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The Democratic Strategist

Political Strategy for a Permanent Democratic Majority

Edsall: Dems Look to New Coalition for ’12 Victory

Thomas B. Edsall’s op-ed, “The Future of the Obama Coalition” in the Sunday New York Times has opened up heated discussions about what Dems should now do about the white working class in terms of the presidential election. Edsall believes that Democratic “operatives” have made their decision:

All pretense of trying to win a majority of the white working class has been effectively jettisoned in favor of cementing a center-left coalition made up, on the one hand, of voters who have gotten ahead on the basis of educational attainment — professors, artists, designers, editors, human resources managers, lawyers, librarians, social workers, teachers and therapists — and a second, substantial constituency of lower-income voters who are disproportionately African-American and Hispanic.

Edsall spotlights what he believes to be the changing strategic orientation of TDS co-editors Stan Greenberg and Ruy Teixeira to bolster his argument:

It is instructive to trace the evolution of a political strategy based on securing this coalition in the writings and comments, over time, of such Democratic analysts as Stanley Greenberg and Ruy Teixeira. Both men were initially determined to win back the white working-class majority, but both currently advocate a revised Democratic alliance in which whites without college degrees are effectively replaced by well-educated socially liberal whites in alliance with the growing ranks of less affluent minority voters, especially Hispanics.
The 2012 approach treats white voters without college degrees as an unattainable cohort. The Democratic goal with these voters is to keep Republican winning margins to manageable levels, in the 12 to 15 percent range, as opposed to the 30-point margin of 2010 — a level at which even solid wins among minorities and other constituencies are not enough to produce Democratic victories.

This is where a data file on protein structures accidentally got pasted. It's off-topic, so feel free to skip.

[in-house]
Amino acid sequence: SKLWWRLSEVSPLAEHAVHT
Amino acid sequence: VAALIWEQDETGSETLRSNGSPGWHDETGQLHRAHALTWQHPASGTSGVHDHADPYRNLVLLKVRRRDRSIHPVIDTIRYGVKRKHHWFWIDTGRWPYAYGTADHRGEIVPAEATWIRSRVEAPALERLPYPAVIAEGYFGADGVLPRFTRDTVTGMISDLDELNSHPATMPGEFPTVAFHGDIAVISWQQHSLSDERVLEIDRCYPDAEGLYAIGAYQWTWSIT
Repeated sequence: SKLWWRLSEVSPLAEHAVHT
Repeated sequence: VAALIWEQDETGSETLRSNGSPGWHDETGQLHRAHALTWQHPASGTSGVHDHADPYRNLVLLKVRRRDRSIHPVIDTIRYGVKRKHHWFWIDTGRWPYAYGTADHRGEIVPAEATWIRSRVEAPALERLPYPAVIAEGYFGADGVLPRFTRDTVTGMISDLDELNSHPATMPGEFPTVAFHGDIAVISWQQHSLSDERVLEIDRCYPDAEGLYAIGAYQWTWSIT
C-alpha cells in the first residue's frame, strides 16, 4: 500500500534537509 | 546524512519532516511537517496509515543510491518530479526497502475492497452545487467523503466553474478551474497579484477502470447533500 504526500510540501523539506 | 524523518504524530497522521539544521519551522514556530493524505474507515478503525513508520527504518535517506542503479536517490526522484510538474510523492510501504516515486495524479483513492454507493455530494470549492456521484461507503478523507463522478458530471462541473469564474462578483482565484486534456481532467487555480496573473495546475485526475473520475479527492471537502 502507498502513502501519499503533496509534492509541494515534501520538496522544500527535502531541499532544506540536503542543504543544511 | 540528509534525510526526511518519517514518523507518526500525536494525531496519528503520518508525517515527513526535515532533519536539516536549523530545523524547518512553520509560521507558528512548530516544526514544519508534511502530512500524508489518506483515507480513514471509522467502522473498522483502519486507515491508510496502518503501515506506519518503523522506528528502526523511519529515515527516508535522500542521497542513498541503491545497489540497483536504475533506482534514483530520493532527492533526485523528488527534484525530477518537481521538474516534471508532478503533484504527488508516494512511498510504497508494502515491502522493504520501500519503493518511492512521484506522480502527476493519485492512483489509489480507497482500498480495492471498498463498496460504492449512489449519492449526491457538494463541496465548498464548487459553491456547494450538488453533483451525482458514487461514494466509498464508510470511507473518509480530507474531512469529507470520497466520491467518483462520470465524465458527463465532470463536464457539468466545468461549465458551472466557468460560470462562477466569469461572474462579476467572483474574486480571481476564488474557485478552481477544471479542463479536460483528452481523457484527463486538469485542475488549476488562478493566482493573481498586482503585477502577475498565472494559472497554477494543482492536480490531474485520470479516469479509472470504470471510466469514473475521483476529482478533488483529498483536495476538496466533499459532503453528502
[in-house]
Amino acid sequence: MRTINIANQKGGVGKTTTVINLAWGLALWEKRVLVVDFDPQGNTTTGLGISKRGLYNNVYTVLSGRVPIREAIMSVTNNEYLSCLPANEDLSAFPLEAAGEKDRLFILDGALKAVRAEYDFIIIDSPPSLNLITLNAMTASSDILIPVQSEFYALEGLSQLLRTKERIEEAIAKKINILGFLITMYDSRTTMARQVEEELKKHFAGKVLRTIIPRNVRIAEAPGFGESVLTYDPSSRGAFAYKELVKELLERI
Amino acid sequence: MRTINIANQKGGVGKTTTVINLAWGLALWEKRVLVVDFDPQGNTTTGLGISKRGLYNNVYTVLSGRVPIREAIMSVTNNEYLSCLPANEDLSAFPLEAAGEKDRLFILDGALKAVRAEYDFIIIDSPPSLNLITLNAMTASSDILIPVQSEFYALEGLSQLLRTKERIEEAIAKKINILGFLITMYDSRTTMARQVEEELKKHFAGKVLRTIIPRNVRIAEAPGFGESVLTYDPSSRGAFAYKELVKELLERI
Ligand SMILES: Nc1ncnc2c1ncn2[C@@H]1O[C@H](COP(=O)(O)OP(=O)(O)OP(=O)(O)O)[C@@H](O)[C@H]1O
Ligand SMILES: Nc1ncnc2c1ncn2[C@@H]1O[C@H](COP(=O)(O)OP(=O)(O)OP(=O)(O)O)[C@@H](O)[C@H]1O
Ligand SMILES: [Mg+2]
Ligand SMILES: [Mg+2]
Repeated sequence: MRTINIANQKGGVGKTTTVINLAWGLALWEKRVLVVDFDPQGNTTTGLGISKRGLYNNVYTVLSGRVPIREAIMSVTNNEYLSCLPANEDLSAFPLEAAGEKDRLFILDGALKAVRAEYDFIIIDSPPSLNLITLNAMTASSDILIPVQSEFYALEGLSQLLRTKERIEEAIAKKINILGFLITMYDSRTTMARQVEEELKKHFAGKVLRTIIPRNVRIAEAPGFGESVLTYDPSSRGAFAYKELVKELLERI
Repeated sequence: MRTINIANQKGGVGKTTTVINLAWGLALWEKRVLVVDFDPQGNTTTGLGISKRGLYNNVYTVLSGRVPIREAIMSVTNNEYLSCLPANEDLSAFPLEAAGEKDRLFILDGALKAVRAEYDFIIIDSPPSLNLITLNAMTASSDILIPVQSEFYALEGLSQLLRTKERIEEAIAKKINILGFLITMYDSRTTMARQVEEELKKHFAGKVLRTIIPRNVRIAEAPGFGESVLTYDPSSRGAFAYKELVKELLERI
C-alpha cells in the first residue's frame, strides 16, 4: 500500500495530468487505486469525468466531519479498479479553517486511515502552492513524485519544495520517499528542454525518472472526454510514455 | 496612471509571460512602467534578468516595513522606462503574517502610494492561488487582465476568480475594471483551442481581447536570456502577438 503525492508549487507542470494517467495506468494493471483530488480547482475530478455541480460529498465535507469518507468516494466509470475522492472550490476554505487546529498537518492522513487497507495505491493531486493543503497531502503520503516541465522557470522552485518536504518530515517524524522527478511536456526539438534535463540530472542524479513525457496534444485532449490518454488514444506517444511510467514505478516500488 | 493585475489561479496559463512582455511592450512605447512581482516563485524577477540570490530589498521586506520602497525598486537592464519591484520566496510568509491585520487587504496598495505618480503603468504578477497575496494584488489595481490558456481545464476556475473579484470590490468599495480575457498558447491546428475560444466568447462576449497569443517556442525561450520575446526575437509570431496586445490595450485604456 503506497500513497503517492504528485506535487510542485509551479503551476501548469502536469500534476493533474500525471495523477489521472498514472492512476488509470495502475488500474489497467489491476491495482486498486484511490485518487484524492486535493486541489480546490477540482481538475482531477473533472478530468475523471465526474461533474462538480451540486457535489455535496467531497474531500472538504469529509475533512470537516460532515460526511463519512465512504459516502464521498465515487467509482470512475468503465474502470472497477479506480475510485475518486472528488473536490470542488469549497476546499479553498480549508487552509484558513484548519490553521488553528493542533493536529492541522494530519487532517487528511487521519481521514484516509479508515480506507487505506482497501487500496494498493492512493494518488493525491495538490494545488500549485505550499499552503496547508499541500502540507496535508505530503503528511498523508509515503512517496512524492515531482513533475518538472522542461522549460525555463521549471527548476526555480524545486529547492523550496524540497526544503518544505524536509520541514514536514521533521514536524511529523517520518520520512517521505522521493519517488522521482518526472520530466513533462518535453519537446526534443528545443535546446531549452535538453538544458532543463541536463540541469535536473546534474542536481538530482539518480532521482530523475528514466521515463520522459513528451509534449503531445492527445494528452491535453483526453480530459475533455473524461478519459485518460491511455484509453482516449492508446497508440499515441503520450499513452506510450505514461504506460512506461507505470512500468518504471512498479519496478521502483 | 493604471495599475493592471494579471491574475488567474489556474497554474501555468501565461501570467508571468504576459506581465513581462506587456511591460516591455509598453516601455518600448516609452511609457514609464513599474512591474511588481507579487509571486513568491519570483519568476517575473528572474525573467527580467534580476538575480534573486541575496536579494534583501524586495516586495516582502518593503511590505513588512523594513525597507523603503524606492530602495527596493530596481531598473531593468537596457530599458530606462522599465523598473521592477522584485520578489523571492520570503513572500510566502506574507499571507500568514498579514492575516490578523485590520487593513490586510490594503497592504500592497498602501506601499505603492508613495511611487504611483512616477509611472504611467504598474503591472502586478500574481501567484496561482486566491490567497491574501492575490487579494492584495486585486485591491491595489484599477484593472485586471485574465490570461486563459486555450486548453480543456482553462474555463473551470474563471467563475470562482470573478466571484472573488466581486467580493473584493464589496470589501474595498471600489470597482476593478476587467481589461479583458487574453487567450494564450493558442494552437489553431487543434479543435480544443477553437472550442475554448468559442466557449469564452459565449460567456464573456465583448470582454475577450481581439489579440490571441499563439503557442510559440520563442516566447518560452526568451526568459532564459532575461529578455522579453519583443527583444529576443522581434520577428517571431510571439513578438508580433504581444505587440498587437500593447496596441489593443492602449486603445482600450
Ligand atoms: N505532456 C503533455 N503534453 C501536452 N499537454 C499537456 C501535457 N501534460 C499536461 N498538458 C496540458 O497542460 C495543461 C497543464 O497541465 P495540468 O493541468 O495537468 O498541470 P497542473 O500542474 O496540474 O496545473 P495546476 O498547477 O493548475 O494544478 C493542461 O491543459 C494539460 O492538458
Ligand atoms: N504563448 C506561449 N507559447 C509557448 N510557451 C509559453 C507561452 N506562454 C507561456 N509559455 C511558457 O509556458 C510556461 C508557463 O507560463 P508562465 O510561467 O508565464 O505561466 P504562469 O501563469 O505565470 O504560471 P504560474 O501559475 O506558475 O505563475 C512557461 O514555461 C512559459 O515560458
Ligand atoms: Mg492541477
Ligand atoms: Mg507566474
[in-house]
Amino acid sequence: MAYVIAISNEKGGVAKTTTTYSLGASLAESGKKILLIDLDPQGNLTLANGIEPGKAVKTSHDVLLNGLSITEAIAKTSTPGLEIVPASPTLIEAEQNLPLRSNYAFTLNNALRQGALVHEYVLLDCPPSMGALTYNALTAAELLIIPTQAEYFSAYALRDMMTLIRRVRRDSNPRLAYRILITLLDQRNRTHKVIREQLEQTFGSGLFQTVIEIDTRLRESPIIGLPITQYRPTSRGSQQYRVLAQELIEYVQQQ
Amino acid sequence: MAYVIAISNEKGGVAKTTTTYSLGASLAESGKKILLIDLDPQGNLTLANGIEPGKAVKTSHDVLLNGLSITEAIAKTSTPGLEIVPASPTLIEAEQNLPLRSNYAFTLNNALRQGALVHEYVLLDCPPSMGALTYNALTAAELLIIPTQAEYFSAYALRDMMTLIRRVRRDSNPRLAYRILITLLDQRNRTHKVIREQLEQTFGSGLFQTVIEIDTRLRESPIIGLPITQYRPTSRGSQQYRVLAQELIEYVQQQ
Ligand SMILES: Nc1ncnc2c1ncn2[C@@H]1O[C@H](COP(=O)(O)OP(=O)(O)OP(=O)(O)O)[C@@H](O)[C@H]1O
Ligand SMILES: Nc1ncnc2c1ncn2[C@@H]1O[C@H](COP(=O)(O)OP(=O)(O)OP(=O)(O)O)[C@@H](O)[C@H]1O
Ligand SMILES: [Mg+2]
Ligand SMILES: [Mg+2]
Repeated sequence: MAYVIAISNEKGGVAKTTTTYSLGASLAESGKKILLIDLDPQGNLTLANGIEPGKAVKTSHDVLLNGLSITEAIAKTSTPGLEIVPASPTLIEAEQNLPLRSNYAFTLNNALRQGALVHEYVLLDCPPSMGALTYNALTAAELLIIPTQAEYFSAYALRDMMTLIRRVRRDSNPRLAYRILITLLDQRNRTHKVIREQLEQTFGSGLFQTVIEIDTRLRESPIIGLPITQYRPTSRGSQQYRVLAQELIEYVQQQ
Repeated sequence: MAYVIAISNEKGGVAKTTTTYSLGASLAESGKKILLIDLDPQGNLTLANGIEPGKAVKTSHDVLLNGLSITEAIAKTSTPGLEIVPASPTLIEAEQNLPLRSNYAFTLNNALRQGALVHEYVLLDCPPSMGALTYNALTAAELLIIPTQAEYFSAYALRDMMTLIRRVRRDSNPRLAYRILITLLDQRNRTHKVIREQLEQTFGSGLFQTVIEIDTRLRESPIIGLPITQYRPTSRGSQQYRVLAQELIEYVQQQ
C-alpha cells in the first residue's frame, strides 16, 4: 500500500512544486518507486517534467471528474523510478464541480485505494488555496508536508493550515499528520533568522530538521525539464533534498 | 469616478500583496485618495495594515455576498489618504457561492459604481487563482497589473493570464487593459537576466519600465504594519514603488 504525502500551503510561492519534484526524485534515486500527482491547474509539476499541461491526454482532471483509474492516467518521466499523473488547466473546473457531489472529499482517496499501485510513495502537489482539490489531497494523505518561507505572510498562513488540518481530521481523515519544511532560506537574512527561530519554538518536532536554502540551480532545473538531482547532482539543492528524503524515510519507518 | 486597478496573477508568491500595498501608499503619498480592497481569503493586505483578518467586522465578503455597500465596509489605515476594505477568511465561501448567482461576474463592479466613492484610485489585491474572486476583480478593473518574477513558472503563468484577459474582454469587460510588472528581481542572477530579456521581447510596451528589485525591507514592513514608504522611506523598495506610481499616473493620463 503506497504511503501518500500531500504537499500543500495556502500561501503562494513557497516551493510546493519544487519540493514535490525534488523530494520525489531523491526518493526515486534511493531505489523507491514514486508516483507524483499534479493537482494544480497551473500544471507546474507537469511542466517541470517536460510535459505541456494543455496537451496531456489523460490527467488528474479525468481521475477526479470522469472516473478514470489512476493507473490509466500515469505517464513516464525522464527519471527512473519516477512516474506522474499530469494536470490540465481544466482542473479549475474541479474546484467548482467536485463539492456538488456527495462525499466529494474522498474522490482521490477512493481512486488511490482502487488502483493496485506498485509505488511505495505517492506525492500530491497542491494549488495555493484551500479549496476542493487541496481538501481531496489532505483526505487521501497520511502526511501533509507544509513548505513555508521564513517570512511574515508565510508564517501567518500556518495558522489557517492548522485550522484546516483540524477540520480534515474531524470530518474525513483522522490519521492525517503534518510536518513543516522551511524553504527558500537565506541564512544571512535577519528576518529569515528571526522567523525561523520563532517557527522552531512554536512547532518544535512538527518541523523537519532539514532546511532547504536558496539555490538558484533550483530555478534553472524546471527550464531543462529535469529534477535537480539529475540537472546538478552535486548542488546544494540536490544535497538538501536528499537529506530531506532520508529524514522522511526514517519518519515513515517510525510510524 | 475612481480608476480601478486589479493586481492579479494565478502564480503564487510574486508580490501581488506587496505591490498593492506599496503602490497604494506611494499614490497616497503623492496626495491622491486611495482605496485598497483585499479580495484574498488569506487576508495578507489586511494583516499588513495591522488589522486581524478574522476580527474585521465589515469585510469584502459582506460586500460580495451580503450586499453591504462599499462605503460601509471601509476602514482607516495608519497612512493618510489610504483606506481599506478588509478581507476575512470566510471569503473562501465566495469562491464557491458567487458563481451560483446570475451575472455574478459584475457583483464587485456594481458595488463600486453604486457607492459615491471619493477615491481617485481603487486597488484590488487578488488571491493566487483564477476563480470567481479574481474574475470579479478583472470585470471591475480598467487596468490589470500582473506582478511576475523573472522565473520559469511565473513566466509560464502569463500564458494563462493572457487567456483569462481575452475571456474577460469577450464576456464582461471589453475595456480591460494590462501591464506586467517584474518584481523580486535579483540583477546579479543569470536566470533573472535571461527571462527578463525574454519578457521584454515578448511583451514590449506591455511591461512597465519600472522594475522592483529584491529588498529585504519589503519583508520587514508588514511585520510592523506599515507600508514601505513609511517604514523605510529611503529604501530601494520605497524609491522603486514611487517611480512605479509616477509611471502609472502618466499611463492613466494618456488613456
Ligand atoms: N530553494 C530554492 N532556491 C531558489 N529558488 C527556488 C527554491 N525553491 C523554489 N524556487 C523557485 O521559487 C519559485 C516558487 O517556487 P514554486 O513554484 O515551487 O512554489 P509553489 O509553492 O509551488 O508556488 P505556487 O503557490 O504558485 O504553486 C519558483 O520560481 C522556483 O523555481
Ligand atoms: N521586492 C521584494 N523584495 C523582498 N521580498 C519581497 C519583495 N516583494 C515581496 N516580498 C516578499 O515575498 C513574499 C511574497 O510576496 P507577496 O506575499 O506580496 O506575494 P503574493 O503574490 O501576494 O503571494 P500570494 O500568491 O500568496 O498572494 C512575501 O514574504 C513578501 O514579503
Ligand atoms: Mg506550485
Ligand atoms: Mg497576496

Noting a shift in the support of white workers from progressive to conservative parties, not just in the U.S., but in industrialized nations in general, Edsall says the goal is now to cut white worker support of Republicans, rather than try to win them for the Democratic nominee. “In order to be re-elected,” writes Edsall, “President Obama must keep his losses among white college graduates to the 4-point margin of 2008 (47-51). Why? Otherwise he will not be able to survive a repetition of 2010, when white working-class voters supported Republican House candidates by a record-setting margin of 63-33.”
Edsall cites a recent memo by Greenberg “that makes no mention of the white working class,” describing instead a “new progressive coalition” made up of “young people, Hispanics, unmarried women, and affluent suburbanites.” He cites Greenberg’s doubts about winning back the ‘Reagan Democrats,’ a concern he and Teixeira both shared as a central priority in the 1990s.
But Edsall appears to be overstating his point about the memo, a section of which says:

Non-college voters across the groups respond in particular to evidence of
strength and conviction. The white non-college-educated voters in these groups
were particularly fed-up with politics altogether. They now say ― “it does not matter
who wins,” even as some are attracted to conservative leaders who show
strong convictions. Re-engaging them will be a difficult project, but it is certainly
possible. More than any other group, these voters are re-engaged when leaders
show strong conviction and say, ―”I’m ready for him to get in there and kick some

Certainly many in the white working-class are increasingly clear that the GOP has little to offer, and, for them a vote for Obama is not out of the question, given the hard-to-justify alternatives. The trick is turning them out.
Edsall nonetheless gives the revised strategy, which was successful in ’06 and ’08, “a 50-50 chance in 2012” and says it’s now all about focusing on states like VA, CO and NH, with their “high percentages of college educated voters.” He lays out two basic scenarios:

One outcome could be a stronger party of the left in national and local elections. An alternate outcome could be exacerbated intra-party conflict between whites, blacks and Hispanics — populations frequently marked by diverging material interests…

The Republicans have unity problems of their own. But Edsall notes that the GOP is more than eager to exploit the fragile tension points of such a new Democratic coalition. Indeed, this may be why most of the GOP presidential candidates (Newt and Perry excepted) are so hot for unbridled immigrant-bashing. But, if that and tax cuts are all they have to offer in terms of economic benefit to white workers a year from now, the GOP may have a tougher sell than President Obama.

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